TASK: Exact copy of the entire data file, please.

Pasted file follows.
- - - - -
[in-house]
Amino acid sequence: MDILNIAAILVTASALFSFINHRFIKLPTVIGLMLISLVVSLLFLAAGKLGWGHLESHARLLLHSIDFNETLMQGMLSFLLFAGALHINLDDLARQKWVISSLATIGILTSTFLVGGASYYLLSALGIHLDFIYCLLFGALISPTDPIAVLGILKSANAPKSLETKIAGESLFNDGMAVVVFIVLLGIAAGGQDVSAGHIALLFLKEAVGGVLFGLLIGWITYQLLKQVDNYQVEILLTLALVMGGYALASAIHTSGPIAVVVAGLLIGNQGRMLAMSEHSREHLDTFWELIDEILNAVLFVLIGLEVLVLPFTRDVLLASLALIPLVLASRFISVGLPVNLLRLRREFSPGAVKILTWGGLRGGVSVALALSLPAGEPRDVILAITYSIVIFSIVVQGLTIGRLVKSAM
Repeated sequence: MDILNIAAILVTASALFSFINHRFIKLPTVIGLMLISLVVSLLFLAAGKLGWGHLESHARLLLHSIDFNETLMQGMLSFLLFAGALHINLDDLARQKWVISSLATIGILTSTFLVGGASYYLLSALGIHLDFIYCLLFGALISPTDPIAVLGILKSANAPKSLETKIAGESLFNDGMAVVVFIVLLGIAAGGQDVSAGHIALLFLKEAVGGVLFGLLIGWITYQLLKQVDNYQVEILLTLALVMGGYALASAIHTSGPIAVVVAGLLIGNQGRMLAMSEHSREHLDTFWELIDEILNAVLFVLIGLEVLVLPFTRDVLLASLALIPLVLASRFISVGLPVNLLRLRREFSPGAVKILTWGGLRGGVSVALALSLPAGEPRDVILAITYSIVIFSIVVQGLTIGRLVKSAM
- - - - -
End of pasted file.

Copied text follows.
[in-house]
Amino acid sequence: MDILNIAAILVTASALFSFINHRFIKLPTVIGLMLISLVVSLLFLAAGKLGWGHLESHARLLLHSIDFNETLMQGMLSFLLFAGALHINLDDLARQKWVISSLATIGILTSTFLVGGASYYLLSALGIHLDFIYCLLFGALISPTDPIAVLGILKSANAPKSLETKIAGESLFNDGMAVVVFIVLLGIAAGGQDVSAGHIALLFLKEAVGGVLFGLLIGWITYQLLKQVDNYQVEILLTLALVMGGYALASAIHTSGPIAVVVAGLLIGNQGRMLAMSEHSREHLDTFWELIDEILNAVLFVLIGLEVLVLPFTRDVLLASLALIPLVLASRFISVGLPVNLLRLRREFSPGAVKILTWGGLRGGVSVALALSLPAGEPRDVILAITYSIVIFSIVVQGLTIGRLVKSAM
Repeated sequence: MDILNIAAILVTASALFSFINHRFIKLPTVIGLMLISLVVSLLFLAAGKLGWGHLESHARLLLHSIDFNETLMQGMLSFLLFAGALHINLDDLARQKWVISSLATIGILTSTFLVGGASYYLLSALGIHLDFIYCLLFGALISPTDPIAVLGILKSANAPKSLETKIAGESLFNDGMAVVVFIVLLGIAAGGQDVSAGHIALLFLKEAVGGVLFGLLIGWITYQLLKQVDNYQVEILLTLALVMGGYALASAIHTSGPIAVVVAGLLIGNQGRMLAMSEHSREHLDTFWELIDEILNAVLFVLIGLEVLVLPFTRDVLLASLALIPLVLASRFISVGLPVNLLRLRREFSPGAVKILTWGGLRGGVSVALALSLPAGEPRDVILAITYSIVIFSIVVQGLTIGRLVKSAM